The annual release of the Fast Company’s “The World’s Most Innovative Companies“ never fails to inspire. No matter your business or your role within it, these companies are looking at the world differently than the rest of us.
Experian Marketing Services recently released its 2013 Q4 Email Benchmark Report that showed a continuing trend from previous reports on how timing your email marketing can have a real impact on response rates.
In Kalitta Air LLC v. Central Texas Airborne System Inc., 2013 DJDAR 16393 (2013), the Ninth Circuit Court of Appeals decided a unique issue which other federal circuits have reached different conclusions on.
Regular readers of my blog may be shocked when they read the title of this post – am I really suggesting that you should make relationship-building all about you?
South by Southwest has a tradition of encouraging innovators to push the tech envelope. But with new developments come new legal questions, and technology often moves faster than the legislative process.
One of the biggest issues I encounter is the difficulty in turning vast amounts of noisy data into information that drives business decisions. Many legal marketers have a wealth of information at their fingertips, yet are stuck staring blankly at their Google Analytics Dashboard.
Last week, I met with a group of senior associates I am coaching. Their firm’s fiscal year will end this month, so the focus of our discussion was planning for the next fiscal year.
“Millions of images. Free to use. Share the word” This from Getty Images this week when it announced the ability for people to easily embed and share its imagery – at no cost – for non-commercial use on websites, blogs and social media channels through a new embed tool. Although Getty Images plans to get the buzz really going among bloggers and heavy social media users at SXSW over the next couple days, there was plenty of buzz among folks online this week that Getty’s move would revolutionize the use of images – especially among bloggers. Legal professionals were among those sharing the good news. With free though comes some strings that law bloggers ought to find disconcerting. Unlike images inserted into a blog post and saved on the server hosting the blog, Getty images will be embedded on the post. The image itself will stay on Getty’s servers and Getty ultimately controls what will be displayed in the ‘embed’ over time. As pointed out by the New York Times’ Noam Cohen (@noamcohen) in an interview of Craig Peters, Getty Image’s senior vice president for business development,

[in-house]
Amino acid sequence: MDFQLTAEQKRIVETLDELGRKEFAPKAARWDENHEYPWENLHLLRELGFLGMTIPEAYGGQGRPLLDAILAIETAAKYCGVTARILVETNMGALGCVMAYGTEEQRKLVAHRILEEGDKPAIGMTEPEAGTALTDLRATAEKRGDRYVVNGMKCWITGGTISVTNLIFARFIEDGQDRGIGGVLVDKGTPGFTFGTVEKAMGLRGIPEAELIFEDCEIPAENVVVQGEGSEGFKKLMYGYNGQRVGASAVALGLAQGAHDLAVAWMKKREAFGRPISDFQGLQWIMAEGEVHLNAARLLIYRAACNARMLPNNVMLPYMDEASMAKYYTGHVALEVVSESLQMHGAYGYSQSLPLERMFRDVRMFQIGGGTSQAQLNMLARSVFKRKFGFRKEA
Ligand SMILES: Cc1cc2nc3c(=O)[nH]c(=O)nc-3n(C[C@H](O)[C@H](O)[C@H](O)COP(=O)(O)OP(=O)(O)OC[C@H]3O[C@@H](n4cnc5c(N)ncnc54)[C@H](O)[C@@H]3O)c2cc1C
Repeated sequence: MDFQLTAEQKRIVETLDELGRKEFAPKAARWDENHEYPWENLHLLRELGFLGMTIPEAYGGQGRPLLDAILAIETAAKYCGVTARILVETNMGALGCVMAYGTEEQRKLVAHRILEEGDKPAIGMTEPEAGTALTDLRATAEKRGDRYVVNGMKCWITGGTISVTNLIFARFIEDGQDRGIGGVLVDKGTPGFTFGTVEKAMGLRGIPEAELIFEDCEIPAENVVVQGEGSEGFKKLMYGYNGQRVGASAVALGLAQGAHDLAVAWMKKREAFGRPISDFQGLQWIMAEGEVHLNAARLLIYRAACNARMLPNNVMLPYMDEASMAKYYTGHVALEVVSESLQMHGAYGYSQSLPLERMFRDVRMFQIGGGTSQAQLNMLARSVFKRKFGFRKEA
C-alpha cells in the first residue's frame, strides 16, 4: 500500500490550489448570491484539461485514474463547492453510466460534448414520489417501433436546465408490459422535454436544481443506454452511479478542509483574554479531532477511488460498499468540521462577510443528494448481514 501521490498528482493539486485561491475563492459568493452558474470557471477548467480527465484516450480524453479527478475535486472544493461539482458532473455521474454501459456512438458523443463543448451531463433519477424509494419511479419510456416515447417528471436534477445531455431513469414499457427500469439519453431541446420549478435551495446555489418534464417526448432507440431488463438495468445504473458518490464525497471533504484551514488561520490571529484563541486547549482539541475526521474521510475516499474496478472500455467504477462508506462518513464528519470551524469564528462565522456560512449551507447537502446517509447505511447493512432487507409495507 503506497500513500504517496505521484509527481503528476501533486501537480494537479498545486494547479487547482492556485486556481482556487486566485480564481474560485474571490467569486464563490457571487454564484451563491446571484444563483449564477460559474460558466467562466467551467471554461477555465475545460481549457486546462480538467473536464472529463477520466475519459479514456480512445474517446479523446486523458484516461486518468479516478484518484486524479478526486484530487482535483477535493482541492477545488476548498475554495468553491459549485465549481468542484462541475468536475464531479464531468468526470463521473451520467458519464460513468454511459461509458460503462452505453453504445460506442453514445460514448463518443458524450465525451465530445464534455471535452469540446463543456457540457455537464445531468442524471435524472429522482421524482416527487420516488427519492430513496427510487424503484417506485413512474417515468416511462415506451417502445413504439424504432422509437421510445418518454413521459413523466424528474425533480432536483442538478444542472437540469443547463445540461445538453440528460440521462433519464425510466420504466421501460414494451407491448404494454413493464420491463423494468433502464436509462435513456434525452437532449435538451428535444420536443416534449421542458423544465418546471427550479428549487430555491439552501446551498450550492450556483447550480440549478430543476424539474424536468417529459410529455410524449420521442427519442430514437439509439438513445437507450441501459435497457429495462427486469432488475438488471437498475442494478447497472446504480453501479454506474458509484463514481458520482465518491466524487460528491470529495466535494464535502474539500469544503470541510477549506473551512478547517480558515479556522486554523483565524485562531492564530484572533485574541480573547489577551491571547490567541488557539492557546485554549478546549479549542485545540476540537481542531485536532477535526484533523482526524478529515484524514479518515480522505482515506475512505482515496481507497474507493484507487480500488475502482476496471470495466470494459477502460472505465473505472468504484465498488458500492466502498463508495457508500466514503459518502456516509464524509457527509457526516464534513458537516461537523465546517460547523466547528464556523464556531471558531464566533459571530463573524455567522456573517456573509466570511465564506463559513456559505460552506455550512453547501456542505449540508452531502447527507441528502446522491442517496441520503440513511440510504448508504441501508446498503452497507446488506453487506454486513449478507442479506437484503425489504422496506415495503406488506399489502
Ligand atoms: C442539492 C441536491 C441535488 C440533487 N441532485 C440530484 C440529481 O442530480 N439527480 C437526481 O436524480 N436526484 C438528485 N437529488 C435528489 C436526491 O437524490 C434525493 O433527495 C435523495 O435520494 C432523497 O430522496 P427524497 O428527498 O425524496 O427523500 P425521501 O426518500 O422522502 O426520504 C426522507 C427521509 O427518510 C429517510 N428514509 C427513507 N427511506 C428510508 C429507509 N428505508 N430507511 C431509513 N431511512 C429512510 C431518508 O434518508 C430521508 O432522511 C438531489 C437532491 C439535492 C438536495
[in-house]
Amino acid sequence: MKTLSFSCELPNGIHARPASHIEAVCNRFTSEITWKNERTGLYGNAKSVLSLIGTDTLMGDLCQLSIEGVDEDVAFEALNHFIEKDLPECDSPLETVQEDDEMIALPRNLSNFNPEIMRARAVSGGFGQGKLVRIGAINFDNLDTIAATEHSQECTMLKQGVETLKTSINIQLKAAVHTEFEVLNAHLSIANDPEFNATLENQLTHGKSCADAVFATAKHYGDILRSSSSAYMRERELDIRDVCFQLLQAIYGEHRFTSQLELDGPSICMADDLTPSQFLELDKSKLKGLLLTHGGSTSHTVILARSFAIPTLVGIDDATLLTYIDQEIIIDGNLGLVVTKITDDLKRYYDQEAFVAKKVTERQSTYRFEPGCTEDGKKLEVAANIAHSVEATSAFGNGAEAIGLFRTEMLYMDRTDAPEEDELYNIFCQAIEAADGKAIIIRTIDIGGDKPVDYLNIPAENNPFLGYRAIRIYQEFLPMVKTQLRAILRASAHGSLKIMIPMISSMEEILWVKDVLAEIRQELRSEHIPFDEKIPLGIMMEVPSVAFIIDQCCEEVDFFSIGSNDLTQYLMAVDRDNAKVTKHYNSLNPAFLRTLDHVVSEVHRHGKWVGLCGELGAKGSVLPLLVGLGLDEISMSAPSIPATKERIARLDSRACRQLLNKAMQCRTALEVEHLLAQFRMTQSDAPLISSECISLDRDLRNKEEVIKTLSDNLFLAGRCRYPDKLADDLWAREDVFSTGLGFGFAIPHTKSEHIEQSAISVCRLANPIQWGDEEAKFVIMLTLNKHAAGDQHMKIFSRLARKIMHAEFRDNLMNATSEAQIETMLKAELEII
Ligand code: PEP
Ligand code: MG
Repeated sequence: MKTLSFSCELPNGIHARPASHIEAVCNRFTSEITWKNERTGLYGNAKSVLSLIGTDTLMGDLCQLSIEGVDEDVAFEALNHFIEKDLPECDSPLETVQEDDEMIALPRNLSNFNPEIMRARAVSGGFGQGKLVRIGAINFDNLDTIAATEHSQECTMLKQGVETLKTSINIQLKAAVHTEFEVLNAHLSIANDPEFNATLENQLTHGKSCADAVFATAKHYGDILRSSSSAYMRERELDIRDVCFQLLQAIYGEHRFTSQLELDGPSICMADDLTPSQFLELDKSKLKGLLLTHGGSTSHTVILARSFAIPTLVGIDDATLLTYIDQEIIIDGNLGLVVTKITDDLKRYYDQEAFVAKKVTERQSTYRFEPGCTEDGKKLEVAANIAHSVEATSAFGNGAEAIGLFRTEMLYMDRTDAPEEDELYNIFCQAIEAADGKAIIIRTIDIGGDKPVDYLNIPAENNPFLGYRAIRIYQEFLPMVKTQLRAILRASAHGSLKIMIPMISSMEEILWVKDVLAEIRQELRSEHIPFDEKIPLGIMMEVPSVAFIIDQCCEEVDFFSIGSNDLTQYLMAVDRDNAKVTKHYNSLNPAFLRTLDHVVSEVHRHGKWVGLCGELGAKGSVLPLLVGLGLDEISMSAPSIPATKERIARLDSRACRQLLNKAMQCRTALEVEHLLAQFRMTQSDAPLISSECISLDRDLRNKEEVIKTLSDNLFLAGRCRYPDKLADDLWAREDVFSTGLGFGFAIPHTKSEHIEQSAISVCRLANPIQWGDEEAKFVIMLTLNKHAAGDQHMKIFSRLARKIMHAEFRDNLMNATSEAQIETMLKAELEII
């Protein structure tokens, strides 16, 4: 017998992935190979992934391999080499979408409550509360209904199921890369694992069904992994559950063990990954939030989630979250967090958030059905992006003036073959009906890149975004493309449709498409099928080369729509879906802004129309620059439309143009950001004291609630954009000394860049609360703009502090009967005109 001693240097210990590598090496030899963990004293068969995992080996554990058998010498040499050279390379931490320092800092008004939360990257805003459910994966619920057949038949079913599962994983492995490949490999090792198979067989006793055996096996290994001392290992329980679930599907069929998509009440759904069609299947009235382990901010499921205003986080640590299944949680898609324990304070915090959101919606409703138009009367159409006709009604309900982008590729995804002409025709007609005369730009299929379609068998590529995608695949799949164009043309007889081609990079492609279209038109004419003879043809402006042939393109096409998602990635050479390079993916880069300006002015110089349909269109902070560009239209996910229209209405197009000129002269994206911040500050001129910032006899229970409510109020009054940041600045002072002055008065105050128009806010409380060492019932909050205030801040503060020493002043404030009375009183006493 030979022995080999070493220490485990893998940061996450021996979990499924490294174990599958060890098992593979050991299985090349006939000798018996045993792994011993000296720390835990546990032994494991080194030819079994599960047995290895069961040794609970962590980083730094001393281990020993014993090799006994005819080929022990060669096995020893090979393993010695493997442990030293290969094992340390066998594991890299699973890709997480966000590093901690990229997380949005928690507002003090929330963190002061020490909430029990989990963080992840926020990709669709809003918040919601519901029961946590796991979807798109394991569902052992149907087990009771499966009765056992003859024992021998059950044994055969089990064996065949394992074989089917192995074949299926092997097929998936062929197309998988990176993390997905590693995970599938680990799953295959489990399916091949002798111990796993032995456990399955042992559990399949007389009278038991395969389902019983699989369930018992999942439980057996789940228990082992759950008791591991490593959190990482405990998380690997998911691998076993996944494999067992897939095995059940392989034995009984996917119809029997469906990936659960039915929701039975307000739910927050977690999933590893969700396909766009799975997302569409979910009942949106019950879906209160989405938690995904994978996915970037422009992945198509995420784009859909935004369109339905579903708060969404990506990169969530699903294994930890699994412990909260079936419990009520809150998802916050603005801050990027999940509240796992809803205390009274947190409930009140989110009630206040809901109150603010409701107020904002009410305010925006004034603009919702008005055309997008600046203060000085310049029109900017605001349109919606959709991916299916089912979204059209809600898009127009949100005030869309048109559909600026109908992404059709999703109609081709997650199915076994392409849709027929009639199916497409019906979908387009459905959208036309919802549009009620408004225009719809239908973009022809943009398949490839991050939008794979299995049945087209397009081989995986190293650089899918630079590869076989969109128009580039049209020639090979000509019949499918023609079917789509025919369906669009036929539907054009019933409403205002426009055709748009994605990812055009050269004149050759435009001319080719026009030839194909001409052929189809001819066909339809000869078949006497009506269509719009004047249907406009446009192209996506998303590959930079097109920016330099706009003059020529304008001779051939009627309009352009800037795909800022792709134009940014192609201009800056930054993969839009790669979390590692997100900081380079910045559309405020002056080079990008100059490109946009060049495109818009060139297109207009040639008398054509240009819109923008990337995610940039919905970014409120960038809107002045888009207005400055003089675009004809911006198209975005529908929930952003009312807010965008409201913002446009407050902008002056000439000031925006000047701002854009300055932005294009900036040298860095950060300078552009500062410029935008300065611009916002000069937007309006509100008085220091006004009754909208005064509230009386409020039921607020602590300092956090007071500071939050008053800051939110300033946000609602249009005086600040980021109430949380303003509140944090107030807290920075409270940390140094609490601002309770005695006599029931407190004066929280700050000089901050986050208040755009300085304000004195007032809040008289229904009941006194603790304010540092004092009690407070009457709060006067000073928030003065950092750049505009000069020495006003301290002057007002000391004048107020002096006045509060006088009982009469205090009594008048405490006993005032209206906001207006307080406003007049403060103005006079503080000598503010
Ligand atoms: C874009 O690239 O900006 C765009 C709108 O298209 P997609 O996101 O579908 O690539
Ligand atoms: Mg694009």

By retaining control [images are served up], Getty Images could in the future take those images down, or somehow incorporate advertising.
Take the images down? Display advertising? I can only imagine the calls we would get at LexBlog from the lawyers on our network if their images and related items in the embed started being swapped out at our discretion. Or if we started running advertising with their images – maybe law firm ads. Not to mention privacy issues which many law firms are very sensitive to in light of the clients they represent and the position the firms need to take. This embed tool will likely track user behavior, which can be monetized through targeted advertising. Though Getty’s Peters told The New York Times that non-commercial use would be interpreted broadly, that’s a tough standard for law firms to ride with. No question that law blogs being used to grow relationships and reputations to grow business could be construed as commercial in nature. Bar associations and some courts have only granted a “commercial speech” standard to blogs when it came to ethics’ issues. Imagine getting a cease and desist letter to take down a year or two’s worth of images because your blog is considered commercial. Brian Krogsgard (@Krogsgard), points out continuing shortcomings – from the perspective of a WordPress designer and developer.
For one, the implementation is hideous. They call it striking “directly at social sharing.” I call it supremely ugly. From the overly pronounced Getty logo, to the confusing embed icon, to the iframes for Twitter and Tumblr within the Getty iframe (yo dawg, we got iframes for your iframes), the whole thing just stinks. And the image itself permalinks to Getty’s website, of course. And yeah, it’s not responsive. Somebody needs to get fit-images on this, quick.
Below is the implantation Krogsgard’s referring to. I am not a fan of the Getty Logo, that’s not a make it or break it for me. The image not being responsive is. Many law blogs (mine included) will be moving the responsive design so they’re effectively and eloquently displayed on mobile. Non-responsive images, which these embeds would be, would “break out” of the display, sticking outside the frame of the text. <iframe src=”//embed.gettyimages.com/embed/184796971?et=iKqH7GCrDkuBCI1a1lYSCg&sig=GO4eQNWN6sLNyyL_I2E3F387UMZuUxI6EA_FDI3eMC8=” width=”507″ height=”407″ frameborder=”0″ scrolling=”no”></iframe> Getty Image’s business model here makes some sense. Monetize your portfolio of millions of images, protect the rights of photographers, create a revenue stream for photographers by showcasing their work, and do it following the YouTube model. But for now, as a law blogger, I’d go slow on Getty Images. If you’re publishing a hobby blog, go for it. For more insight on the use of free Getty Images, check out LXBN Network member, Lindsay Griffiths (@LindsayGriffith) who blogs not to get excited about Getty Images. Image courtesy of Flickr by Alan O’Rourke
Above the Law, one of the leading law blogs in the country is hosting a one day ”Convocation of leading legal bloggers” next Friday March 14th at The Yale Club in New York City.